US military spending befits its purpose
Richard Halloran says, however, that more must be done to cut waste and curb fraud
Critics of American spending for military power often make three arguments: The US spends more than a combination of the military budgets of the next 12, 15 or 17 nations, depending on who is counting and what is included; military spending drains funds from welfare, health care, education and other domestic programmes; and, military spending is rife with fraud, waste and abuse, and should be rigorously scrutinised and scrubbed.
Despite their political appeal, the first and second arguments are simplistic and should be rejected as misleading. The third is pertinent and has been so for at least 30 years.
A rational way to compare national military expenditures is to see what share of gross domestic product is allocated to military spending.
For the US, that figure is 4.7 per cent, according to the Stockholm International Peace Research Institute. That is more than most other nations because the US, for better or worse, has been the world's policeman since the second world war.
As a result, allies and friends have been able to allot much smaller shares of their GDP to military spending. In Asia, the institute reports, treaty allies South Korea, Australia, Thailand, Japan and the Philippines spend between 0.8 and 2.7 per cent of GDP on military power. India, with which the US has been cultivating new military relations, assigns 2.7 per cent of GDP to defence.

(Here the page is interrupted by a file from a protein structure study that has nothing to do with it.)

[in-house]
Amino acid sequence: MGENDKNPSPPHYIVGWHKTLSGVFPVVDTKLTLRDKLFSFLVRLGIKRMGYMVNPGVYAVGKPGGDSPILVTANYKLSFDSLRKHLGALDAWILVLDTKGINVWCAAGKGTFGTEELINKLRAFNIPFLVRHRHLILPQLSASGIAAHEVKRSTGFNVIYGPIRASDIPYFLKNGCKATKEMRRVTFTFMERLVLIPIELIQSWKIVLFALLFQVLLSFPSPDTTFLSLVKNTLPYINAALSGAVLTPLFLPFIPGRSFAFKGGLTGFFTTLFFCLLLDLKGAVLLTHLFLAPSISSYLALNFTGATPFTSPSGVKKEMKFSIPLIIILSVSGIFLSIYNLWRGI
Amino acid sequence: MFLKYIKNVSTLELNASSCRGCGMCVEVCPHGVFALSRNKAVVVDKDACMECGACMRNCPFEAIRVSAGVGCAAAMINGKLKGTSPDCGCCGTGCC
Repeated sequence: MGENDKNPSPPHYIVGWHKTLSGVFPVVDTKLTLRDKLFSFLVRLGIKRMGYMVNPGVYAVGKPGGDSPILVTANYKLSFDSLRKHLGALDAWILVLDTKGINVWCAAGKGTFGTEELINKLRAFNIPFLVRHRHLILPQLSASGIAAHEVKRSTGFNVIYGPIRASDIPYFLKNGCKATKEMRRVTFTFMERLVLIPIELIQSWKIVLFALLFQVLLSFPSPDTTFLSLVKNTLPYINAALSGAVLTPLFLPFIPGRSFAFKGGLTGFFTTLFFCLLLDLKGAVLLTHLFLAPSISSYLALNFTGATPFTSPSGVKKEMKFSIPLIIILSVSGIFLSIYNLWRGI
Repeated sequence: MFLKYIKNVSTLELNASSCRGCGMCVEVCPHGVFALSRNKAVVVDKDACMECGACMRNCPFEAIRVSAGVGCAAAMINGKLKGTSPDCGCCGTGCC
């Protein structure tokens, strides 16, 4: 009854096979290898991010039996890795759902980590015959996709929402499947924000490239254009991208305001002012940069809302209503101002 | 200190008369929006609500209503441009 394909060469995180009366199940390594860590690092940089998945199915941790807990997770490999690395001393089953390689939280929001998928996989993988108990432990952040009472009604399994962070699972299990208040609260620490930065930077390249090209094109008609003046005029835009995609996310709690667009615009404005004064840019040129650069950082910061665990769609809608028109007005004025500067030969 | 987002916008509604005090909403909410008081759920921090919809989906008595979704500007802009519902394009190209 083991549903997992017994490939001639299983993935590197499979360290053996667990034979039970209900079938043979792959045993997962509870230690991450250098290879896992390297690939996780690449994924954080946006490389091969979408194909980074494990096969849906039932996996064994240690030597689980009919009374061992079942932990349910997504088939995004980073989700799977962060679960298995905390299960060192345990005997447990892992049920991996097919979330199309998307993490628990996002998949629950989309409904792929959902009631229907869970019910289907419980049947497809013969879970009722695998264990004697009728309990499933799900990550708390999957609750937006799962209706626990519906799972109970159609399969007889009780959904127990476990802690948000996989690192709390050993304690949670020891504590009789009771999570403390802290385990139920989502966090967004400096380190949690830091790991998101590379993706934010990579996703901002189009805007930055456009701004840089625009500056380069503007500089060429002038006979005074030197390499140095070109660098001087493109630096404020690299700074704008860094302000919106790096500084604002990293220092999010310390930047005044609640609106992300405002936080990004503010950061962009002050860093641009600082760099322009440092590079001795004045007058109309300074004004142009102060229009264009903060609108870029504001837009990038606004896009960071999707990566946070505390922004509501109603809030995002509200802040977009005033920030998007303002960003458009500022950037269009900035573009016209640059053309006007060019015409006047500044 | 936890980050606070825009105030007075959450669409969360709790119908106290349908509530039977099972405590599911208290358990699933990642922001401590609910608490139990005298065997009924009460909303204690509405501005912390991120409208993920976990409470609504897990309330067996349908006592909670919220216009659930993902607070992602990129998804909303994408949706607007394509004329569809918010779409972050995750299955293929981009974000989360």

Cold-war adversary Russia assigns 3.9 per cent of its GDP to military spending but drafts people who are paid a pittance. China, with the world's second largest economy, allots 2.1 per cent to military power.
North Korea, which was not covered in the study, is estimated to spend about 25 per cent of its national wealth on military power, thus allowing people to starve while the armed forces develop and fire ballistic missiles.
The relatively big spenders are in the Middle East. Oil-rich Saudi Arabia allocates 10.1 per cent of GDP to its military budget, for example, while Israel allocates 6.5 per cent.
In the US, the federal Bureau of Economic Analysis, using a different set of figures, says that consumption of durable goods, non-durables, and services takes 70.9 per cent of America's GDP while defence spending gets just 5.5 per cent.
Clearly, the US can afford to spend about 5 per cent of its wealth on military power. Are those funds well-spent? Equally clearly, no. But no administration in the past 30 years has shown the political will to eliminate congressional pork, insist on Pentagon reform, and get allies to pick up a larger share of the burden.
It is to those slices of military spending that the critics might better put their attention.
Richard Halloran is a former New York Times foreign correspondent in Asia and military correspondent in Washington